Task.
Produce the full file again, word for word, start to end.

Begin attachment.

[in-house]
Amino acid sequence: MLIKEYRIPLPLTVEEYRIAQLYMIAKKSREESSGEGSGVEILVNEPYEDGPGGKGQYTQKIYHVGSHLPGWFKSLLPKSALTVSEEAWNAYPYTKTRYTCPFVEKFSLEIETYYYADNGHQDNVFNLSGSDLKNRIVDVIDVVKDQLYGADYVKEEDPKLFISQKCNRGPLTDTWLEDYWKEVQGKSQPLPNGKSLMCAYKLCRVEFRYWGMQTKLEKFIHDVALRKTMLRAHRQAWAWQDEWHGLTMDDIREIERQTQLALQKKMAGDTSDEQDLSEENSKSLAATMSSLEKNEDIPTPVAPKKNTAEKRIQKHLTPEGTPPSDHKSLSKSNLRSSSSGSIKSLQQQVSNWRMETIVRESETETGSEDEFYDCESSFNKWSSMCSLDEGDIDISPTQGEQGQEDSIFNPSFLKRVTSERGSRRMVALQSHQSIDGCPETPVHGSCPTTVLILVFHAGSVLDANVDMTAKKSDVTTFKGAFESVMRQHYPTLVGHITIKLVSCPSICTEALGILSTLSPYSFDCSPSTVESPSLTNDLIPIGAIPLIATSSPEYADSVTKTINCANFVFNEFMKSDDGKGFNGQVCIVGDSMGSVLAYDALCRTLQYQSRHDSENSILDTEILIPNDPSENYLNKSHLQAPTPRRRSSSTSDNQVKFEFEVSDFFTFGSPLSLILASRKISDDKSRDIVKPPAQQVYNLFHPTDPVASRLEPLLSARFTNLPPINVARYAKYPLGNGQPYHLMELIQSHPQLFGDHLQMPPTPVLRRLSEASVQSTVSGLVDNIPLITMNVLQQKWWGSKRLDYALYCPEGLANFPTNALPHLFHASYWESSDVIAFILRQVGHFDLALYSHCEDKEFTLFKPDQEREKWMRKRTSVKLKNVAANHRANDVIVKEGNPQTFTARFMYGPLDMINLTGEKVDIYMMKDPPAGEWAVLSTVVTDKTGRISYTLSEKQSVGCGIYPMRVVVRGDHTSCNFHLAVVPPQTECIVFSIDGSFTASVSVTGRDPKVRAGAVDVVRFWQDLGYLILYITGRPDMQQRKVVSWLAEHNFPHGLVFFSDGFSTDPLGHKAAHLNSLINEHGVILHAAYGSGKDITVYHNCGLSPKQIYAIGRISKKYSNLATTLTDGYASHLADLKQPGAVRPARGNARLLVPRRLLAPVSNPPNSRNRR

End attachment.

[in-house]
Amino acid sequence: MLIKEYRIPLPLTVEEYRIAQLYMIAKKSREESSGEGSGVEILVNEPYEDGPGGKGQYTQKIYHVGSHLPGWFKSLLPKSALTVSEEAWNAYPYTKTRYTCPFVEKFSLEIETYYYADNGHQDNVFNLSGSDLKNRIVDVIDVVKDQLYGADYVKEEDPKLFISQKCNRGPLTDTWLEDYWKEVQGKSQPLPNGKSLMCAYKLCRVEFRYWGMQTKLEKFIHDVALRKTMLRAHRQAWAWQDEWHGLTMDDIREIERQTQLALQKKMAGDTSDEQDLSEENSKSLAATMSSLEKNEDIPTPVAPKKNTAEKRIQKHLTPEGTPPSDHKSLSKSNLRSSSSGSIKSLQQQVSNWRMETIVRESETETGSEDEFYDCESSFNKWSSMCSLDEGDIDISPTQGEQGQEDSIFNPSFLKRVTSERGSRRMVALQSHQSIDGCPETPVHGSCPTTVLILVFHAGSVLDANVDMTAKKSDVTTFKGAFESVMRQHYPTLVGHITIKLVSCPSICTEALGILSTLSPYSFDCSPSTVESPSLTNDLIPIGAIPLIATSSPEYADSVTKTINCANFVFNEFMKSDDGKGFNGQVCIVGDSMGSVLAYDALCRTLQYQSRHDSENSILDTEILIPNDPSENYLNKSHLQAPTPRRRSSSTSDNQVKFEFEVSDFFTFGSPLSLILASRKISDDKSRDIVKPPAQQVYNLFHPTDPVASRLEPLLSARFTNLPPINVARYAKYPLGNGQPYHLMELIQSHPQLFGDHLQMPPTPVLRRLSEASVQSTVSGLVDNIPLITMNVLQQKWWGSKRLDYALYCPEGLANFPTNALPHLFHASYWESSDVIAFILRQVGHFDLALYSHCEDKEFTLFKPDQEREKWMRKRTSVKLKNVAANHRANDVIVKEGNPQTFTARFMYGPLDMINLTGEKVDIYMMKDPPAGEWAVLSTVVTDKTGRISYTLSEKQSVGCGIYPMRVVVRGDHTSCNFHLAVVPPQTECIVFSIDGSFTASVSVTGRDPKVRAGAVDVVRFWQDLGYLILYITGRPDMQQRKVVSWLAEHNFPHGLVFFSDGFSTDPLGHKAAHLNSLINEHGVILHAAYGSGKDITVYHNCGLSPKQIYAIGRISKKYSNLATTLTDGYASHLADLKQPGAVRPARGNARLLVPRRLLAPVSNPPNSRNRR